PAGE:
Cleveland City Hall responds to complaints over handling of snowstorm
CLEVELAND, Ohio (WOIO) - After two days and multiple requests for comment, Cleveland mayor Justin Bibb’s office has responded to criticism over the new administration’s handling of their first big snowfall.
“This is a great opportunity to look at what the procedure is, evaluate it, and make adjustments,” Chief Operating Officer Bonnie Teeuwen told 19 News on Tuesday, her first day on the job.
As of early Tuesday evening, she said about 72% of the city’s 10,000 streets had been plowed and all were expected to be plowed at least once by Wednesday morning.
Sam Stevens, who lives in Ohio City, said he has come to accept that it is always going to take a significant amount of time for the city to get the streets plowed, especially when a foot or more is dumped in one storm.
“It’s the most snow we’ve had in a while, the streets around here, it is an old neighborhood, and it is tough to pass even in good weather sometimes,” Stevens said with a laugh. “So I also see a lot of neighbors helping each other out which is good to see but yes, they clear the main streets and go from there.”
Aaliyah Nelson lives in the Broadway neighborhood, at the intersection of Mead and Dakota, where it was obvious that a plow had never passed.
The roads were rutted with ice and snow making it just about impossible to navigate without getting stuck.
Nelson said, it has always been a problem getting plows into the neighborhood.
“It’s pretty frustrating, it’s been very difficult, but we’ve all been trying to work together so if we see somebody stuck, we all come out to help each other out,” she said.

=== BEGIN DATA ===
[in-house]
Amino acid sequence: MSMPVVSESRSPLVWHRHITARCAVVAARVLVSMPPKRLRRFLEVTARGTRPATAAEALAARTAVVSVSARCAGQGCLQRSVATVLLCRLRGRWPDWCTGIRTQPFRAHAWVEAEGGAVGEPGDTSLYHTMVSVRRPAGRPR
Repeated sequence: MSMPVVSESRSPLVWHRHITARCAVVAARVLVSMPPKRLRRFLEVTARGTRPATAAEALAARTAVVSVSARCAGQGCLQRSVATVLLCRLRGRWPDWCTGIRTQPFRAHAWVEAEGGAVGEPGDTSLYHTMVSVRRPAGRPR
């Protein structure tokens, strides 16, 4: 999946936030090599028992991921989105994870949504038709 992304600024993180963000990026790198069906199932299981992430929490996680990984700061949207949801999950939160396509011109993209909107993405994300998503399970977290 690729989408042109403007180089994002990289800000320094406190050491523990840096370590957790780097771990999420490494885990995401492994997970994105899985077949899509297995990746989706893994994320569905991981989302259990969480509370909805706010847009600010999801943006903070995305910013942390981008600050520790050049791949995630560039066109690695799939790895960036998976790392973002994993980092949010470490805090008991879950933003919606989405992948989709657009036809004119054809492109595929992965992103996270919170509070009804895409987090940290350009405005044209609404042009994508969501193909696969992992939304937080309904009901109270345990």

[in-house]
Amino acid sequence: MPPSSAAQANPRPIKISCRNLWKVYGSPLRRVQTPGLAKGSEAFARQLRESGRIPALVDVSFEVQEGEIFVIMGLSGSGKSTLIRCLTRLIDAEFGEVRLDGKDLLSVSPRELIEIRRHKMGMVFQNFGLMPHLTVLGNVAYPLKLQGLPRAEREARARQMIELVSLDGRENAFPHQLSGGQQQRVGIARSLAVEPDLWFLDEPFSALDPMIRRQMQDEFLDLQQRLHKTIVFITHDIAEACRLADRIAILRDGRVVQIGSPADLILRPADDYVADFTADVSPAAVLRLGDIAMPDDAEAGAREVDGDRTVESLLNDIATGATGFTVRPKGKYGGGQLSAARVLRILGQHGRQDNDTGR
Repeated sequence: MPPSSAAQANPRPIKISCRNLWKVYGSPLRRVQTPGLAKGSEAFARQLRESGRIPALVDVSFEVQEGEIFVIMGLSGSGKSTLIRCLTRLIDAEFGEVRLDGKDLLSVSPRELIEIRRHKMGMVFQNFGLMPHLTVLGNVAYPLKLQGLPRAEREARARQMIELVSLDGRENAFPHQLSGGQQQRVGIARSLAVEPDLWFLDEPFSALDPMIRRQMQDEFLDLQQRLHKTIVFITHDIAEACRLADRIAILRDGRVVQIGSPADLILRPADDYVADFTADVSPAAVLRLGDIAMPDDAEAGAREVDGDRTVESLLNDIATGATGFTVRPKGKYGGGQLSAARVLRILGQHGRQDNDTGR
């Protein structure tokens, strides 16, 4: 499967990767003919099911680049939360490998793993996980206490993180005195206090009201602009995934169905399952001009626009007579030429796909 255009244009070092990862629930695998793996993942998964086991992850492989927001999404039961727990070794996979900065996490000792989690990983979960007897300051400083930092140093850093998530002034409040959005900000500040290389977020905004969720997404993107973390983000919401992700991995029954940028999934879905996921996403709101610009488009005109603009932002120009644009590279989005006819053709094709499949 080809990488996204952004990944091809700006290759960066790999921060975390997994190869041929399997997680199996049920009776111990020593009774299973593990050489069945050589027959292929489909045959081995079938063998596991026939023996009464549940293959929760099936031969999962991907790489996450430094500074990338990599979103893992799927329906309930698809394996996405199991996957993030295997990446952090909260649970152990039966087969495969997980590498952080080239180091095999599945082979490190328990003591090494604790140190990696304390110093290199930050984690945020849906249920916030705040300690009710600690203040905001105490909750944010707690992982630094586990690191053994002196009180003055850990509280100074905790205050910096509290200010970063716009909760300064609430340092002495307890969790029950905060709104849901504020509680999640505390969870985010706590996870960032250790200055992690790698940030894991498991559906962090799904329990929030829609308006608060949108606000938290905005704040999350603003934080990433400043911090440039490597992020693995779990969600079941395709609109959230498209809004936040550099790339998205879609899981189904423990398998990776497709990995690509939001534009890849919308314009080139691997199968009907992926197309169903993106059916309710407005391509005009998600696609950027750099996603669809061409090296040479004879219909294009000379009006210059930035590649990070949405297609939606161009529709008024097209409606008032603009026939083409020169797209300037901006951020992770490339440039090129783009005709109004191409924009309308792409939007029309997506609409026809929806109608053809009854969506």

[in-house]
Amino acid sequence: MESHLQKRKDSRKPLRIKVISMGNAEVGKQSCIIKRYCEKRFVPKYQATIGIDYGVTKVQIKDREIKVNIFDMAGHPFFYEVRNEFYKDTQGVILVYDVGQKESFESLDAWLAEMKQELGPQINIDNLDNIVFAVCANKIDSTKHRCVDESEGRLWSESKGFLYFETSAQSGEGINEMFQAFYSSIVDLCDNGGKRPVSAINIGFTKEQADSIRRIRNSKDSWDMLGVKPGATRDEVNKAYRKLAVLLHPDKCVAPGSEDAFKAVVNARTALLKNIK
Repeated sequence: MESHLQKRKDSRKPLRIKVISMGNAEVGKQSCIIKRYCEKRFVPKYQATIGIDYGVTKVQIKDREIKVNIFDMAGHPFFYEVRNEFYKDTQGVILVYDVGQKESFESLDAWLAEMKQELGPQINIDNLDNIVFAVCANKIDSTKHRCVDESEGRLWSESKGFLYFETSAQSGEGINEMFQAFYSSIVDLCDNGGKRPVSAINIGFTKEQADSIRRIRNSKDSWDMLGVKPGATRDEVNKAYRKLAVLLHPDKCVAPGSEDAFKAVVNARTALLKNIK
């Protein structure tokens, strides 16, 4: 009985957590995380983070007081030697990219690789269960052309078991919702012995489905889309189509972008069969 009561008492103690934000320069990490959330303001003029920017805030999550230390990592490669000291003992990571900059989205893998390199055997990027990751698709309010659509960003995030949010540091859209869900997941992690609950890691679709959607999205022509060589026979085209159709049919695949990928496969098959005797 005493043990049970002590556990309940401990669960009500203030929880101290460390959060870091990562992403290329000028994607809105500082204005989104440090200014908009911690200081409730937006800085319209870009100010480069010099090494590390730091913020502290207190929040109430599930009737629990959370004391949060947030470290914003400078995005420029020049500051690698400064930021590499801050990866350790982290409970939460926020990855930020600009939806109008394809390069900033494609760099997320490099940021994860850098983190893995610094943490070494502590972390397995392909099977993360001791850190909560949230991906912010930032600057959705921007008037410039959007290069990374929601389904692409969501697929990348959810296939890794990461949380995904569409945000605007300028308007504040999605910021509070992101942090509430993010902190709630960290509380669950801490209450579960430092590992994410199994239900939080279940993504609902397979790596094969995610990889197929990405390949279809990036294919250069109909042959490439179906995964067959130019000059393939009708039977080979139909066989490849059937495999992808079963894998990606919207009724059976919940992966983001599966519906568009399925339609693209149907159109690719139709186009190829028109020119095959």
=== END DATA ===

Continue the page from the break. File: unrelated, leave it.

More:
The criticism has come from inside City Hall too.
“I do not think this was an adequate response from the city,” City Councilwoman Rebecca Maurer told 19 News by email. “With the new administration and new members of council we need to take it as a learning opportunity to figure out what went wrong and how we can do better. Even clearer communication about the plowing priorities and schedule would make a huge difference.”
Teeuwen, who has extensive experience in engineering, is the former Director of Public Works for Cuyahoga County. She also served as a high-ranking official with the Ohio Department of Transportation.
She said she will look into the city’s handling of the snowstorm.
“For me, it’s an opportunity to see how they did and if there are improvements that can be made along the way,” she said.
Downtown streets were completely passable but there is plenty of work to be done to clear lanes where snow piled up, turning two-lane roads into one-lane roads and causing problems for delivery drivers, in some cases.
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